1st offense misdemeanor: Separation of less than one day while the violation is being processed. "The migrants generally plead guilty, and they are then sentenced to time served, typically all in the same day, although practices vary along the border. After this, they are returned to the custody of ICE."

2nd offense: felony. Criminal proceedings apply.

Appeals for asylum:  "In that scenario, the adults are almost certainly going to be detained longer than the government is allowed to hold their children." "Flores Consent Decree from 1997...  unaccompanied children can be held only 20 days. A ruling by the Ninth Circuit extended this 20-day limit to children who come as part of family units. So even if we want to hold a family unit together, we are forbidden from doing so."

Why hold adults at all? "... if an asylum-seeker is detained... the claim goes through the process much more quickly, a couple of months or less rather than years. Second, if an adult is released while the claim is pending, the chances of ever finding that person again... are dicey, to say the least. It is tantamount to allowing the migrant to live here, no matter what the merits of the case.

Lowry ends by saying, "Congress can fix this". See my post on Chuck Schumer -- not interested in a fix by Congress.

Monday, June 25, 2018

Who’s Really to Blame at the Border: Activist judges, perverse incentives, and the law of unintended? consequences

The backstory to the current border crisis via Heather Mac Donald writing in City Journal: "the current distress and hysteria is the fault of illegal aliens and their enablers in the courts":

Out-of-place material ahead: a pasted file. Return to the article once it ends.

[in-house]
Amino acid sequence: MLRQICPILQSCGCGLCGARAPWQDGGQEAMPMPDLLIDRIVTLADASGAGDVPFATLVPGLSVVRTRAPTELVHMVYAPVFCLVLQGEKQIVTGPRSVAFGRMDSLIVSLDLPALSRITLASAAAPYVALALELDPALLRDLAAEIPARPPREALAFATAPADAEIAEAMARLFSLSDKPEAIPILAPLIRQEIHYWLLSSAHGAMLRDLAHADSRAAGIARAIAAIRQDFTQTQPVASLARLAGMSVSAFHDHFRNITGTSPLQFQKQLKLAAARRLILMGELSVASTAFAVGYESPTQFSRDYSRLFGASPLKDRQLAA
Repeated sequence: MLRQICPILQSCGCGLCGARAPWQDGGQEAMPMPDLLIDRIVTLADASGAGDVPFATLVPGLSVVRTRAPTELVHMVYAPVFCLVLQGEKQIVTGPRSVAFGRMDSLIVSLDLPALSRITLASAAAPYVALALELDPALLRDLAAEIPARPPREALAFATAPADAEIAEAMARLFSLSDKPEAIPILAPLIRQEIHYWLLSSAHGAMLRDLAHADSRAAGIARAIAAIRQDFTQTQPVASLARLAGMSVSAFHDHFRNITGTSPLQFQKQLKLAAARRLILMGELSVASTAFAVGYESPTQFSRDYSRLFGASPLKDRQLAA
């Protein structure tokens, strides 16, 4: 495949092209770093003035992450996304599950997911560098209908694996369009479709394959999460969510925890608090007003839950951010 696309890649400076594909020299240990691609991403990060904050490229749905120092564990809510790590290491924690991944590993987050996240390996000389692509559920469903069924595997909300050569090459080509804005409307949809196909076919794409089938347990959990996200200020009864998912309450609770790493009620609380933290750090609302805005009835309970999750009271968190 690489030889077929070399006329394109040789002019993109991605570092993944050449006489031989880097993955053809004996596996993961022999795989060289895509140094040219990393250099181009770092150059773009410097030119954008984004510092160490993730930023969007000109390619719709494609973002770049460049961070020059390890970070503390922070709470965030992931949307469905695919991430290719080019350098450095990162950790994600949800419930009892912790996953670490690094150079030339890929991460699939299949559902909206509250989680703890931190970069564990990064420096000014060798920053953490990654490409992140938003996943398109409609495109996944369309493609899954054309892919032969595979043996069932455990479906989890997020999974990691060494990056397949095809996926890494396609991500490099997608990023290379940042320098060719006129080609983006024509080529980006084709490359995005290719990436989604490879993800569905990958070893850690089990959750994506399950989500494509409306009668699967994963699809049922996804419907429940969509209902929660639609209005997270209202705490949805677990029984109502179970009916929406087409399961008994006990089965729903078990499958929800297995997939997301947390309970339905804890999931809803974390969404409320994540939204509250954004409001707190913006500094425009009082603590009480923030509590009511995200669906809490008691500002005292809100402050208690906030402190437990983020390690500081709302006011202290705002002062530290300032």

So it was a ruse. The hysteria over the separation of illegal-alien asylum-seekers from their children (or their purported children) was in large part pretextual. The real target of rage was the Trump administration’s policy of prosecuting all illegal border-crossers for the federal misdemeanor of illegal entry....
.... The extraordinarily complex thicket of interpolated rules and rights that govern U.S. immigration policy (the result of decades of nonstop litigation by the immigration bar) contains a series of judicial mandates that defeated even the Obama administration’s tepid efforts to bring some semblance of lawfulness to the border. A long-running class-action lawsuit in the U.S. Ninth Circuit Court of Appeals, originally styled Flores v. Reno, has held that alien minors cannot be confined by the government for longer than 20 days. This 20-day cap contributed to the flood of Central American child-toting asylum seekers that picked up steam during President Obama’s second term [my bolds]. Asylum petitions typically take months, if not years, to adjudicate, given the long backlog of such cases in the immigration courts. If an adult crosses the border alone and utters the magic asylum words—a fear of persecution in his home country—he could in theory be held in detention until his asylum claim was adjudicated. If, however, he brings a child with him and makes an asylum pitch, he puts the government to a choice: detain the adult separately until his claim is heard and release the child after 20 days, or release both adult and child together.